No one wants to be involved with any tragedy involving an automobile, but unfortunately, sometimes this happens. During these situations, one hopes that it is a mere fender bender that is accidental with no injuries. However, there are times where someone is hurt or even killed. In these situations, vehicular manslaughter & murder might be brought up as charges. This will almost certainly be the case if the victim was hurt intentionally. Even if the harm wasn’t intentional, charges could still result.
Vehicular murder, referred to officially as “vehicular homicide,” is a crime where a person other than the driver dies from a collision. This can be as a result of obvious murderous intention, but it also applies to unintentional death that was caused by a criminal level of negligence. Most of the time in the states of South Carolina & Virginia when negligence is involved the charge will be unintentional vehicular manslaughter, or some form thereof.
In South Carolina, reckless vehicular homicide is an umbrella term for any criminal charges that result from a victim dying during an accident. Every reckless vehicular homicide charge in South Carolina is a felony and the penalties can vary greatly. The penalty in some circumstances can be as low as $1,000 in fines and a 5-year loss of license (which can be challenged for reinstatement after one year in some cases) or be as severe as 10 years in prison, $5,000 in fines, and a full 5-year loss of driver’s license after getting out of prison.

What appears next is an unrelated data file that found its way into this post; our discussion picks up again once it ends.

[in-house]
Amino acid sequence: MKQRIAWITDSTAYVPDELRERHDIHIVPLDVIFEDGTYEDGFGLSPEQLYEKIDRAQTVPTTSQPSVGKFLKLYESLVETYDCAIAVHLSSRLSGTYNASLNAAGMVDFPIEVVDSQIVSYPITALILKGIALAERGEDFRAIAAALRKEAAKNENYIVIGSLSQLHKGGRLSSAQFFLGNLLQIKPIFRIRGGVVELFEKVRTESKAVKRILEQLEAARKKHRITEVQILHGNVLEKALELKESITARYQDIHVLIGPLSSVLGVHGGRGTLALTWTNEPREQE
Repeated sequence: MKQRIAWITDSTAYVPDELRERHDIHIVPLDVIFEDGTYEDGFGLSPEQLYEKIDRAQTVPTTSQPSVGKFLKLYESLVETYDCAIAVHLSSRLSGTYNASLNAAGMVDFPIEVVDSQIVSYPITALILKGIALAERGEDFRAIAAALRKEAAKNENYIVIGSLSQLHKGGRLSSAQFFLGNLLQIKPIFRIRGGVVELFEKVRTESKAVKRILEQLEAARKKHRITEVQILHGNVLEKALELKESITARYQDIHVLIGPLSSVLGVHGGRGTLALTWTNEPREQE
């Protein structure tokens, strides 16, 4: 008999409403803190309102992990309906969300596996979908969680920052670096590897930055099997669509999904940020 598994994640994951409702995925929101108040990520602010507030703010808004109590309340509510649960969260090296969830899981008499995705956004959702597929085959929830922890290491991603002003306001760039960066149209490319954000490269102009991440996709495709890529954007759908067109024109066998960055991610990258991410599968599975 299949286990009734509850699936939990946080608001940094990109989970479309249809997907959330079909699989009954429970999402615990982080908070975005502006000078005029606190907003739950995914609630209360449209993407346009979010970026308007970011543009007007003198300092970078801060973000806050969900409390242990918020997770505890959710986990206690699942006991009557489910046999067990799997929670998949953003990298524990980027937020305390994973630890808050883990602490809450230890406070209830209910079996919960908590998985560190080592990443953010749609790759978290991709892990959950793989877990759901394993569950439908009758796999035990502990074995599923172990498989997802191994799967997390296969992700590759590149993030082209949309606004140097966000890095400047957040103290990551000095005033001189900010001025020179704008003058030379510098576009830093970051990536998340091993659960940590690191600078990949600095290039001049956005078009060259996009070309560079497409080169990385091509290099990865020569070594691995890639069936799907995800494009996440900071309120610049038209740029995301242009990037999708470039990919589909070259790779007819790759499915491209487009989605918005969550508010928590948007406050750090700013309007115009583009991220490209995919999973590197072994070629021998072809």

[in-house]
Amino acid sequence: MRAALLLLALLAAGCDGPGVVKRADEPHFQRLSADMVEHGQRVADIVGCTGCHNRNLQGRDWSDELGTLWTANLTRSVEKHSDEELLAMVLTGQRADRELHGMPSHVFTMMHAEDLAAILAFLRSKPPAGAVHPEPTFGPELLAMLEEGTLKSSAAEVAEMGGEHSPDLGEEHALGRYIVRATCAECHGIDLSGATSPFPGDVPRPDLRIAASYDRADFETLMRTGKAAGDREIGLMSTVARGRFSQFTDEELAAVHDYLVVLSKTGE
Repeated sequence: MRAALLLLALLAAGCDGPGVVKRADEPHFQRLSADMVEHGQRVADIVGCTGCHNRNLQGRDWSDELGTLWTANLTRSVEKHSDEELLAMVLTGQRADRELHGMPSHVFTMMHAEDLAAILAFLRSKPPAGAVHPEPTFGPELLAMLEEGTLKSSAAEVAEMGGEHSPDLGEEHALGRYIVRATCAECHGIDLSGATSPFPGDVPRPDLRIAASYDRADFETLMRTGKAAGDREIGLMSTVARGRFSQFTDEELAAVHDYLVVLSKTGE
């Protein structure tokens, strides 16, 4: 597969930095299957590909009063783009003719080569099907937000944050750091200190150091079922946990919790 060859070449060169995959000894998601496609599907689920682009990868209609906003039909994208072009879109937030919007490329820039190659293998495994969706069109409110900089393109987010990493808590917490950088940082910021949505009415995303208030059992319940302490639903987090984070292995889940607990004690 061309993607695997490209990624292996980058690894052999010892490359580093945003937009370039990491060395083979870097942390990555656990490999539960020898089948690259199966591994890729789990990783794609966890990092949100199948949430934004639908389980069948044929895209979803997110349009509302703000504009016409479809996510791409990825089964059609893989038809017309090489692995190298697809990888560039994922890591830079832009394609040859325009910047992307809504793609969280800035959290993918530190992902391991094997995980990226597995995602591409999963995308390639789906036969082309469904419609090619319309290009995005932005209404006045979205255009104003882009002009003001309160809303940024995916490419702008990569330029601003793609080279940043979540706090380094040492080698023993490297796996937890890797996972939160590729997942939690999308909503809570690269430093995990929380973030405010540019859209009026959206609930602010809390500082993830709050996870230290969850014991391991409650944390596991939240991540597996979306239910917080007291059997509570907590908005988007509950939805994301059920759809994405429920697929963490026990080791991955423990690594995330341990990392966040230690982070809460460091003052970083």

The specific details around a case will help to determine the severity of the charge and the penalty. To be convicted the prosecution must not only prove recklessness by the driver but also direct causation. That the person’s reckless action is what caused the death.
In Virginia, causation doesn’t need to be proven in the same way it is in South Carolina. If the driver is under the influence of any drugs or alcohol and ends up killing someone chances are they will be charged with vehicular homicide. In the state of Virginia, this charge follows many of the same penalties and burdens of proof as involuntary manslaughter.
In Virginia, there’s vehicular manslaughter and aggravated vehicular manslaughter.
In this state vehicular manslaughter is considered not only a felony but a class 5 felony. While the circumstances of a case can change the numbers slightly, generally speaking, a driver in Virginia who is convicted of this crime will be facing up to 10 years in prison along with $2,500 in fines, and permanent loss of license.
For the charges to be found as aggravated, the prosecution does have to prove more. They need to prove that the way the driver behaved was not only reckless but was so on such an unbelievable and gross level as to warrant additional penalties. In this case, the fine remains $2,500 but the sentence is up to 20 years in prison.
If you find yourself possibly being charged with vehicular manslaughter & murder then it’s time to give our attorneys a call to start talking about your defense.